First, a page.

Dowlan became a member of the World Drum Corps Hall of Fame in 1987 and is unofficially credited with having institutionalized the backsticking technique in 1938 as a way of improving left-hand strength and coordination. Blake would send dozens of taped recordings of his playing to Dowlan and ultimately prepared a Dowlan-penned piece for his own National Championship run. Keep in mind, Blake was still a high school student at the time.
By the time he graduated from high school, Blake had won two State Rudimental Snare Drum Championships along with a number of local titles and earned a full-ride music scholarship to Gonzaga University. By 1963 he’d entered the National Rudimental Snare Drum Championships and become the first entry ever from west of the Mississippi to win the title.
Blake forwent the remainder of his university studies to pursue a music career in New York City. Landing a job as a page at NBC, he was lucky enough to bump into Robert “Bob” Rosengarden, who was a successful studio drummer and with NBC from 1949 to 1968, drumming for Steve Allen, Johnny Carson, and The Dick Cavett Show on ABC, where he also served as bandleader. Rosengarden recommended Blake for the house drummer job at the famed Concord Resort in the Catskills, where he was able to drum for the legions of stars that frequented the place.
It was Bob Rosengarden too that later recommended Blake for the opening in Buddy Greco’s band, which moved him out to Las Vegas. Greco was part of the famed Rat Pack, along with Dean Martin, Sammy Davis Jr., Frank Sinatra, Joey Bishop, Peter Lawford, and others. After touring the world with Blake behind the kit, Greco accepted a residency at the Sands Hotel in Las Vegas alongside Davis Jr. When part of Sammy’s band—including his drummer—quit to return to L.A. after a musician’s strike, Blake was offered the job to drum for both him and Buddy Greco. When Sammy opted to go on a world tour, Blake had to choose. He chose to go with Sammy, and when he told Greco of his decision, he was cussed out and nearly beaten by him in the lobby of the Sands!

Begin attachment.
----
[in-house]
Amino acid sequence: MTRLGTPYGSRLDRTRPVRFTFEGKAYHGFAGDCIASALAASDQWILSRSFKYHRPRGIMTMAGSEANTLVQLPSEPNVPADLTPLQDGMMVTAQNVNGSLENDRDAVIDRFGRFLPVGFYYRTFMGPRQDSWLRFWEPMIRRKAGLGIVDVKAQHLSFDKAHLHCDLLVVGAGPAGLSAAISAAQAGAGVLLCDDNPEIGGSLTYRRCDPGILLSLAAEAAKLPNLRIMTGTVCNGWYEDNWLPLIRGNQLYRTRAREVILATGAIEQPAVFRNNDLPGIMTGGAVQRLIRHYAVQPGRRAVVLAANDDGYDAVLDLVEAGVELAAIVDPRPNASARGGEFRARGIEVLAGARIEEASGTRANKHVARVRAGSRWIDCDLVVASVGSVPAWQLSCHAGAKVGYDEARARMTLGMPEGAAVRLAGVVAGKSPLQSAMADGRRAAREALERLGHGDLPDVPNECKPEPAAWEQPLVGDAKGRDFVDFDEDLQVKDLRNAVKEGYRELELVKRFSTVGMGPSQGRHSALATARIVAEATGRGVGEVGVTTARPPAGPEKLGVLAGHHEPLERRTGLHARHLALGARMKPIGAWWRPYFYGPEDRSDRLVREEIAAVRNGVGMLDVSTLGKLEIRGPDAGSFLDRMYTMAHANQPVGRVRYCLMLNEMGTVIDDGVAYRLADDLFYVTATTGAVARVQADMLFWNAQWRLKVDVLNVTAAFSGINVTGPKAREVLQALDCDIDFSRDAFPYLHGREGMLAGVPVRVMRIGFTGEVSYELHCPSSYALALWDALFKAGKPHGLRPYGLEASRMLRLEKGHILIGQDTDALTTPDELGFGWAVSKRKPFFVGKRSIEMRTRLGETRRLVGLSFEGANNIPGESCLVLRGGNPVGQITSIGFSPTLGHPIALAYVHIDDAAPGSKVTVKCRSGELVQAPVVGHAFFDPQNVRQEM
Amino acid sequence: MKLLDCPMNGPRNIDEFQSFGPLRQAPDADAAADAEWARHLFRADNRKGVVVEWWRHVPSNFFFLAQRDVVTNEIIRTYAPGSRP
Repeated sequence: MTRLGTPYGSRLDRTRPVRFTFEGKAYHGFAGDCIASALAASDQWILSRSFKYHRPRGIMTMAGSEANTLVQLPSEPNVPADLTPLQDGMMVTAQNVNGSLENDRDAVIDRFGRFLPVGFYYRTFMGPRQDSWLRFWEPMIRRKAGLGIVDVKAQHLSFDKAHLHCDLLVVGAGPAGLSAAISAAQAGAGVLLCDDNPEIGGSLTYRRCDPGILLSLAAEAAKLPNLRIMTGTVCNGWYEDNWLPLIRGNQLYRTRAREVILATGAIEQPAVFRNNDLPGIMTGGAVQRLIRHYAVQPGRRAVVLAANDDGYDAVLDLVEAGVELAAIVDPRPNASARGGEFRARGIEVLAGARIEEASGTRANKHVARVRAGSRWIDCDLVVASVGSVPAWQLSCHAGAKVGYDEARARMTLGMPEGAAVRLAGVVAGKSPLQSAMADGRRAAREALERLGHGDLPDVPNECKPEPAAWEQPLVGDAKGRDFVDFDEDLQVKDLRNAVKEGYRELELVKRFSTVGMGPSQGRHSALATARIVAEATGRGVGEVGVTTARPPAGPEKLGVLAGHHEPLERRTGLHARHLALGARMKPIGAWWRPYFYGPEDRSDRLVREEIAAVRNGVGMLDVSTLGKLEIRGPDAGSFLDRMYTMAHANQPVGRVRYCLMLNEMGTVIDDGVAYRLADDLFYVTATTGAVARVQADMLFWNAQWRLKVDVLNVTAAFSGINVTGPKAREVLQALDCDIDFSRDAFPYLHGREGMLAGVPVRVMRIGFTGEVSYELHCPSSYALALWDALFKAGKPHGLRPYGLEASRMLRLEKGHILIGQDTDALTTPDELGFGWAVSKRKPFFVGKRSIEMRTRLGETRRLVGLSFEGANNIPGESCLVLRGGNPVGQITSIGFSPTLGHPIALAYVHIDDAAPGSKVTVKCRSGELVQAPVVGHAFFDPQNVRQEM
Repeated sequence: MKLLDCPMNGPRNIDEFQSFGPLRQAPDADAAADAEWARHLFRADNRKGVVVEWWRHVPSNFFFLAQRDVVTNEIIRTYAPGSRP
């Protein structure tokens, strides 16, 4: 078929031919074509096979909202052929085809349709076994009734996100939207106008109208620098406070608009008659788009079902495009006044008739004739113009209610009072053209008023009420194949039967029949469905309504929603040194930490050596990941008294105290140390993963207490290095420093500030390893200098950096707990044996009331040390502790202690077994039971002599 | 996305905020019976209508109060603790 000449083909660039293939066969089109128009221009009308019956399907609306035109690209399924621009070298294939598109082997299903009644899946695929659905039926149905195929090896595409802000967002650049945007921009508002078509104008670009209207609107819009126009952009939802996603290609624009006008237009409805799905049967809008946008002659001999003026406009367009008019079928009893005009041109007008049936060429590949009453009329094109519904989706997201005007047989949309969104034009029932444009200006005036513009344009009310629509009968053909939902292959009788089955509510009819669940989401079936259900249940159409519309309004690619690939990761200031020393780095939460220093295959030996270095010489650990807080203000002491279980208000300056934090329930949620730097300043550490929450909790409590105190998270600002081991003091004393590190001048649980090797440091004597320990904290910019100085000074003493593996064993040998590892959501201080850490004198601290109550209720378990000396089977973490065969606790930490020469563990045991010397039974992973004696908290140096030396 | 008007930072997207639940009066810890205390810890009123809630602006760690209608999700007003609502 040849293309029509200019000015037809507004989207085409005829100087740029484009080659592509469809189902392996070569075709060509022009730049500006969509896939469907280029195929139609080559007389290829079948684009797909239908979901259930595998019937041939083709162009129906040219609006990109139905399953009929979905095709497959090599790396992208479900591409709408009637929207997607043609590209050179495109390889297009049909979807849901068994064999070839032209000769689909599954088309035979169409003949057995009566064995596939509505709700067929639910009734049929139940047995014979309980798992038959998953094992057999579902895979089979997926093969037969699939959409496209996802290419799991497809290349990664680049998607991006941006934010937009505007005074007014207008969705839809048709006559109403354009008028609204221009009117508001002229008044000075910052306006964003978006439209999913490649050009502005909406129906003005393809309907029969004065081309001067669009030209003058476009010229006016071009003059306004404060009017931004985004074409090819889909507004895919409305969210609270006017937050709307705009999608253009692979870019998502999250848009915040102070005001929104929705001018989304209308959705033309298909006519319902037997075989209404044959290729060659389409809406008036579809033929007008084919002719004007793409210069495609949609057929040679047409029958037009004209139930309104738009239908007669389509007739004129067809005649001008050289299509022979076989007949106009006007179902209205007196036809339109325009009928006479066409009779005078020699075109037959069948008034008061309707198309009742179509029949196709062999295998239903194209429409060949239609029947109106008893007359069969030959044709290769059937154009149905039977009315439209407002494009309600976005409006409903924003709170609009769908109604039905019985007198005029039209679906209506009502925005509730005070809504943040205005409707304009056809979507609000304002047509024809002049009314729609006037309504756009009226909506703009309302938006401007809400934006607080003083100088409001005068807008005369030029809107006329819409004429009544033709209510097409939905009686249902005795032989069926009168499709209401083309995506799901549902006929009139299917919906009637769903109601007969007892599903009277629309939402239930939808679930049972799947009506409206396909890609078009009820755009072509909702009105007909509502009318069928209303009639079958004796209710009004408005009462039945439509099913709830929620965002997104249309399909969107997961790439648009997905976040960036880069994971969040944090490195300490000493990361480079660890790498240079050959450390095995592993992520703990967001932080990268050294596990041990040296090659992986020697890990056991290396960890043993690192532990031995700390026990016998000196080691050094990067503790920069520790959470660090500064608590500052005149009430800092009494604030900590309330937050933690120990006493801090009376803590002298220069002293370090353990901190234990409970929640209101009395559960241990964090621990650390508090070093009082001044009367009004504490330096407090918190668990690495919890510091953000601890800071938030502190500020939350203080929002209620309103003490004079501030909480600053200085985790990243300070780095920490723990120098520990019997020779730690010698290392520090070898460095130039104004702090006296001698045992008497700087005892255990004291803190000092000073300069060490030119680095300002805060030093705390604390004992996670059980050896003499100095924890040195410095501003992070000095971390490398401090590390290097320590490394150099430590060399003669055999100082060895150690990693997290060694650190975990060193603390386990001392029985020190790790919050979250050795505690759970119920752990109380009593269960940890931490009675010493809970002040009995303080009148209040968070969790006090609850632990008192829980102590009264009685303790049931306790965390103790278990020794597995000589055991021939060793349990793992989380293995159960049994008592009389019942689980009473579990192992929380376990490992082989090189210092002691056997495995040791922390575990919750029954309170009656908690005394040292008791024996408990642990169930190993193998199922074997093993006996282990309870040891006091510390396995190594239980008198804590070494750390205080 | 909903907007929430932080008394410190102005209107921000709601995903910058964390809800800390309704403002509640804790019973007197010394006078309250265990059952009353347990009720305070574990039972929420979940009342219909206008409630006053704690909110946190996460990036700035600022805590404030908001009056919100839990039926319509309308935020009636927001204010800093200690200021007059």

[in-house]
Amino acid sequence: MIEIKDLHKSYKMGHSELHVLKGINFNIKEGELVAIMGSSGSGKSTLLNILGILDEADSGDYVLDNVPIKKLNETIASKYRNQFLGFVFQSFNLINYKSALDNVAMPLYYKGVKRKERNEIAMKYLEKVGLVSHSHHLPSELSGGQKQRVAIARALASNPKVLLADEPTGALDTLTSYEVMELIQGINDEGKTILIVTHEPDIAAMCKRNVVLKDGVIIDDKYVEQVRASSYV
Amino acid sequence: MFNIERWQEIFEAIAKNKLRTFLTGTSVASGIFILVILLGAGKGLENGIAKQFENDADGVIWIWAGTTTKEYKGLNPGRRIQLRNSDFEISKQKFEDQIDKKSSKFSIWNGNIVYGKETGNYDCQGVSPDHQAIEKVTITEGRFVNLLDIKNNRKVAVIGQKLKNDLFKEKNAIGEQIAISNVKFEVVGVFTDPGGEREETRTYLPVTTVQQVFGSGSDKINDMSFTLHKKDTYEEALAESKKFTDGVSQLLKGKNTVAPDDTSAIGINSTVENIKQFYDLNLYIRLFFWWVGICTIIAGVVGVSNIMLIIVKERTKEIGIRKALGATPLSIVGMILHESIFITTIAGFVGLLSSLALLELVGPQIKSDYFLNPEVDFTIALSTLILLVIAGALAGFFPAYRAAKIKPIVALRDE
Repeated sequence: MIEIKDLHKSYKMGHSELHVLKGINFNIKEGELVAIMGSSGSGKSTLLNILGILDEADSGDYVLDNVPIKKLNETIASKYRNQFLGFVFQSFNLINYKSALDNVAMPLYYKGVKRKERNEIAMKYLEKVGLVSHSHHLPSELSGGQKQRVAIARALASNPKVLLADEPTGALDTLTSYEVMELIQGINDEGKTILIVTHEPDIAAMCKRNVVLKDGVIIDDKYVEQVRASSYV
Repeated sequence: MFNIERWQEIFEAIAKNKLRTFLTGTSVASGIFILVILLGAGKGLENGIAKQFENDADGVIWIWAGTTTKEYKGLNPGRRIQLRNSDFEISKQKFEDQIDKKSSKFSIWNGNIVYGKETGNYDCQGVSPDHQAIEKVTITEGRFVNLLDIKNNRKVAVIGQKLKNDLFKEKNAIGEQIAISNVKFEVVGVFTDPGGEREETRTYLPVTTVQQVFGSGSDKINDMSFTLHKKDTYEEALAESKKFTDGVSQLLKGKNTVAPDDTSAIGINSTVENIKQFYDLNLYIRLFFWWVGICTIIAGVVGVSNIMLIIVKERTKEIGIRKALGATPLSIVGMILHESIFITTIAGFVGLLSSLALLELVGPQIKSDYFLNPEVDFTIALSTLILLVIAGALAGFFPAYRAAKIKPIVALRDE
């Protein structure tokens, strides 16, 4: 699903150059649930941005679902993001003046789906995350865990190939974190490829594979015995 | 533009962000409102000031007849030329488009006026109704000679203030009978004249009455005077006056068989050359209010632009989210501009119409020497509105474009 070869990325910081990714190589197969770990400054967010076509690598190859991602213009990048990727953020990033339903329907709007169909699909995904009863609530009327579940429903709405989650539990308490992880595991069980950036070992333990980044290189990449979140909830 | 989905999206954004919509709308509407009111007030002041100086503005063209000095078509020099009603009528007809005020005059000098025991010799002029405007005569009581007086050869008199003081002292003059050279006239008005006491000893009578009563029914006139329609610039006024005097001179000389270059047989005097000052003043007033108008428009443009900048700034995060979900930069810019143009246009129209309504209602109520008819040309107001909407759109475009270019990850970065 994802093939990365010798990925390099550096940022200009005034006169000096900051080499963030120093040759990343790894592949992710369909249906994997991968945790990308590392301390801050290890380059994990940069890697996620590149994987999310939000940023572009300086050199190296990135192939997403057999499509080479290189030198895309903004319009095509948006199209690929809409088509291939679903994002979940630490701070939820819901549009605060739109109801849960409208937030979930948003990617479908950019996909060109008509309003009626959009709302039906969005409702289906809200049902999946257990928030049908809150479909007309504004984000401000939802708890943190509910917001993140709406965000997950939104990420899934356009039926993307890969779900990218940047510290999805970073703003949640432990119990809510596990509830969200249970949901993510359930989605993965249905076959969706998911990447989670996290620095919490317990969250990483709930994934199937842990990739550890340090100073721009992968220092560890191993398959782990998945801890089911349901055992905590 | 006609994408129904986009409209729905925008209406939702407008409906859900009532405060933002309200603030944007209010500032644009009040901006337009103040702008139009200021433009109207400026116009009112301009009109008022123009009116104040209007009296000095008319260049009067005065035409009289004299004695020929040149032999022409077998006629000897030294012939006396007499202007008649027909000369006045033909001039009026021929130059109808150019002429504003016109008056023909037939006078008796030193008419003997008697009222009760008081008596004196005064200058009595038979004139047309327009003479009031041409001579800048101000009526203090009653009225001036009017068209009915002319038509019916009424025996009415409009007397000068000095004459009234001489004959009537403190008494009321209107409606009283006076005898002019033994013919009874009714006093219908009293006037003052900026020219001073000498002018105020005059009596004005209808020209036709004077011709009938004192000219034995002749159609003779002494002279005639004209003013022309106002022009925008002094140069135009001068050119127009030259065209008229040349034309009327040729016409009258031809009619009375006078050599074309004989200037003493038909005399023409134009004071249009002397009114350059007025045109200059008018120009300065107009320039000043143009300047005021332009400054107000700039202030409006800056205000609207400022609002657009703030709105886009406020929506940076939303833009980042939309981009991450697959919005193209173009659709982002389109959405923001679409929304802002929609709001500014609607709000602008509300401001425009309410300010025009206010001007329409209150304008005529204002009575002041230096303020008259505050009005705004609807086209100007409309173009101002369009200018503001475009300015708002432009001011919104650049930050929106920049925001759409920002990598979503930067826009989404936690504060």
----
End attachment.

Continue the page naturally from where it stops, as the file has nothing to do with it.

The twenty-seven-year-old Blake provided the highlight moment of each show, even according to Sammy himself. Sammy was so fond of Blake’s playing that he gave him a lengthy drum solo section along with a vocal/drum duet medley. In the 1969 Zildjian guide to the cymbal setups of the most famous drummers in the world, Blake appears alongside all the greats of the day.
After a few years of touring, Blake left for L.A. to pursue studio and freelance work, which included a world and South African tour with Tom Jones in 1976, as well as performances with Englebert Humperdink, Connie Stevens, Connie Francis, and others. Through his tours, Blake began to collect all sorts of world percussion pieces and developed a proficiency in all of them, including mallet instruments. Blake landed gigs for television show soundtracks popular during the early 1970s, including The Rockford Files, Hawaii Five-O, The Tonight Show, Mission: Impossible, TJ Hooker, and The Bing Crosby Show. When back in L.A., Blake was never out of work and more driven than ever. He picked up gigs with Mel Tormé, the Count Basie Orchestra, and the Woody Herman band. He supported such diverse stars as Rich Little, Ann-Margret, Barry Manilow, Mitzi Gaynor, Jack Benny, Pearl Bailey, Vikki Carr, Shirley MacLaine, Milton Berle, the Osmonds, the Lennon Sisters, Burt Bacharach, Don Rickles, Liza Minnelli, Marilyn Maye, Jim Stafford, and Debbie Reynolds, to name just a few. Blake was literally a drummer to the stars.
After Blake had been coaxed out of retirement, his obsessive ways led him to relentlessly pursue a chance at becoming a World Champion Pipe Band Snare Drummer. He practiced as much as six hours per day and even flew to Scotland and England to study with renowned champion Jim Kilpatrick and follow the lineage of legend Alex Duthart. Blake was hoping to accomplish this within three years, until he fell ill. Finding it easier to sit, he decided to pursue mastery of the piano, and covered material in over 200 books in the two years prior to his passing on November 4, 2019, at the age of seventy-six.